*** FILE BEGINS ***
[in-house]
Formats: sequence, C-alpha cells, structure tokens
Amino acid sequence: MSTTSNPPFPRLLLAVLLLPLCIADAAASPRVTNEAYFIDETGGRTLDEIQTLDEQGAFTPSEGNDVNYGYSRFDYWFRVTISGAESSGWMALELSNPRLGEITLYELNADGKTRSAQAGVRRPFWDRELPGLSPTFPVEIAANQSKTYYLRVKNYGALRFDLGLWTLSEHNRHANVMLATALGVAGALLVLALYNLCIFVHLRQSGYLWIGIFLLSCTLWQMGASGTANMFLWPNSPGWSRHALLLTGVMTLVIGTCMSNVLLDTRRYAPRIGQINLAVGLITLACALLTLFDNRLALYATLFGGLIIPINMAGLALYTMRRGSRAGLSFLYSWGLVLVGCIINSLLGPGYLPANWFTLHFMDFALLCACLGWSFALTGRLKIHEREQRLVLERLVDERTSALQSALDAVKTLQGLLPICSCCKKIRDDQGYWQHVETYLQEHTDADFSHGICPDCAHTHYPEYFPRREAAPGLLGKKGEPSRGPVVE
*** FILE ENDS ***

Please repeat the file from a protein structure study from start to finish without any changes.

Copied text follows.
[in-house]
Formats: sequence, C-alpha cells, structure tokens
Amino acid sequence: MSTTSNPPFPRLLLAVLLLPLCIADAAASPRVTNEAYFIDETGGRTLDEIQTLDEQGAFTPSEGNDVNYGYSRFDYWFRVTISGAESSGWMALELSNPRLGEITLYELNADGKTRSAQAGVRRPFWDRELPGLSPTFPVEIAANQSKTYYLRVKNYGALRFDLGLWTLSEHNRHANVMLATALGVAGALLVLALYNLCIFVHLRQSGYLWIGIFLLSCTLWQMGASGTANMFLWPNSPGWSRHALLLTGVMTLVIGTCMSNVLLDTRRYAPRIGQINLAVGLITLACALLTLFDNRLALYATLFGGLIIPINMAGLALYTMRRGSRAGLSFLYSWGLVLVGCIINSLLGPGYLPANWFTLHFMDFALLCACLGWSFALTGRLKIHEREQRLVLERLVDERTSALQSALDAVKTLQGLLPICSCCKKIRDDQGYWQHVETYLQEHTDADFSHGICPDCAHTHYPEYFPRREAAPGLLGKKGEPSRGPVVE